Sometimes I feel like I have no idea what I’m supposed to be doing with my life.
Sometimes I know that I’m not doing the right thing, but I have no idea what the right thing really is. I’m always searching for myself, my goals, my aspirations, and rarely do I ever seem to find them for long.
This very sentiment is found within the poem “Song of Myself” by Walt Whitmam.
Included in the poetry collection Leaves Of Grass, the poem is one that wades through different territories, different emotions, and different people. It discusses the sexual fantasy of a woman who suffers from loneliness and isolation, it discusses how the fears of being looked down upon can shape our actions, control us, and who we present ourselves to be.
In presenting yourself as someone, something, that you are not, aren’t you simply robbing yourself of...yourself? Eventually, the person that you truly are will fade away, replaced by a hollow caricature which concerns itself more with thoughts of others than thoughts of oneself.
“Song of Myself” begins with the word ‘I’ and ends with the word ‘you,’ both signifying individuality. We are not just a collective, bound by the normality of the society around us. We are people, we have goals, we have aspirations, we have lives. I am me, you are you. We are both our own person.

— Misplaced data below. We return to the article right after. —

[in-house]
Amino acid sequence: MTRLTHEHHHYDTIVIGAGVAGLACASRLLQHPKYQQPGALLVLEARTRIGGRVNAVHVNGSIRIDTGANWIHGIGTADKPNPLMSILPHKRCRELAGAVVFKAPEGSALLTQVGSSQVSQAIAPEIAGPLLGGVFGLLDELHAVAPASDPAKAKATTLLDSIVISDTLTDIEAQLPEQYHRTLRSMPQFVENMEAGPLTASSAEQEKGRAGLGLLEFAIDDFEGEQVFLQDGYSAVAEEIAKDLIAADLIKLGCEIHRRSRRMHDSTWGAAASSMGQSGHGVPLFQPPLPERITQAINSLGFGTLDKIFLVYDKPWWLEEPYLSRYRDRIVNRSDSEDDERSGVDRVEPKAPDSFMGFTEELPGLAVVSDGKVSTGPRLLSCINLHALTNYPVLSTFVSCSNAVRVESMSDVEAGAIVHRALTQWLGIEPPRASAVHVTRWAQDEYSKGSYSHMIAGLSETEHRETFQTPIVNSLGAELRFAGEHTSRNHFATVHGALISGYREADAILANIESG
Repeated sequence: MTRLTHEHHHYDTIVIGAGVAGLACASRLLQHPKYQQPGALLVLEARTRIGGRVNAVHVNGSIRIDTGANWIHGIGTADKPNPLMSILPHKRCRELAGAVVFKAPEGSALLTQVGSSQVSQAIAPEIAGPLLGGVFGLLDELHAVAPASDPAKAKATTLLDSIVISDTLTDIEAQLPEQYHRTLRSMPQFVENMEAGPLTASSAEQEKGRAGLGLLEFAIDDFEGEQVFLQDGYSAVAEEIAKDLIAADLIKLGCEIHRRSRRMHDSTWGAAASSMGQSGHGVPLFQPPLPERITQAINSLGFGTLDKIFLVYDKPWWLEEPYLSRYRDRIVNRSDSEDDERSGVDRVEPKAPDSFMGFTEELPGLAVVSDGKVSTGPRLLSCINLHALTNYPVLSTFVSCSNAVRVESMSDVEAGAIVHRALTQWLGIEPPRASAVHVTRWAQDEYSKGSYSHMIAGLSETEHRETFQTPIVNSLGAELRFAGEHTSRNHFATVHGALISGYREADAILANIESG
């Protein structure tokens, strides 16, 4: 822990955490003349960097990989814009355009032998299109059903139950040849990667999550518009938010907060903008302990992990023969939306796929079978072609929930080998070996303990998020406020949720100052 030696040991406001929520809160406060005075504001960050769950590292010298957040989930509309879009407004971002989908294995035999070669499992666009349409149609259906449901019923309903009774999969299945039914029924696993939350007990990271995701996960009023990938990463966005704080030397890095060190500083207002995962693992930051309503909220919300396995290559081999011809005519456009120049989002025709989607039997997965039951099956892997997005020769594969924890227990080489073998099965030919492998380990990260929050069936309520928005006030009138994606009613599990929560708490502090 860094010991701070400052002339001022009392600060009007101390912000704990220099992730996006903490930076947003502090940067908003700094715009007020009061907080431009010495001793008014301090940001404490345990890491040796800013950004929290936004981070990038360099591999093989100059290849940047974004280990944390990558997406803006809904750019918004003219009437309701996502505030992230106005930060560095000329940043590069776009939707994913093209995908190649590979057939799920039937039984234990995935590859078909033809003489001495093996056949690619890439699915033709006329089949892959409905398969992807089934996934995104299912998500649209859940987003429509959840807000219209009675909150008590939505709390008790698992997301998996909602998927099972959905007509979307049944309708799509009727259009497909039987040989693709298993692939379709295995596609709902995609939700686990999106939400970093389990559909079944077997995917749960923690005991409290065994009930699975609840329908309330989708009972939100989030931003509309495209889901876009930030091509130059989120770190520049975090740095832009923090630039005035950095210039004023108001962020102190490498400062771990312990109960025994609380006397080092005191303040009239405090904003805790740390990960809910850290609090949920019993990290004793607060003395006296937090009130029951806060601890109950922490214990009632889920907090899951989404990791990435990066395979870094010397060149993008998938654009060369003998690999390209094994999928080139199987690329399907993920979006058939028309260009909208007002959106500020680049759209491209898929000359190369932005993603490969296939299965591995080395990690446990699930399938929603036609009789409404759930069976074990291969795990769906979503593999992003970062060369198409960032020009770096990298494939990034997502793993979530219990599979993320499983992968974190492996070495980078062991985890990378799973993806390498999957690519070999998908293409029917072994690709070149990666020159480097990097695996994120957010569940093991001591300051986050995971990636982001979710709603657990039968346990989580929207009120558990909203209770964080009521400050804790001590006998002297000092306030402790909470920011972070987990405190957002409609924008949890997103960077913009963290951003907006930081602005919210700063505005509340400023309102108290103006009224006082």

The poem ends as such:
“You will hardly know who I am or what I mean,
But I shall be good health to you nevertheless,
And filter and fibre your blood.
Failing to fetch me at first keep encouraged,
Missing me one place search another,
I stop somewhere waiting for you.”
What is the “I” in this ethereal stanza of hope? It could be many things—a new job, a lover, a home. In truth, it does not matter what the “I” is. It will be there, whenever it needs to show itself, it will be there. When, where, and why, all depends on you.
Alexander Sapien is a writer who likes to write and a filmmaker who likes to film.
Walt Whitman (1819-1892) is one of the most celebrated of American poets. He was born on Long Island and lived much of his life in Brooklyn, New York.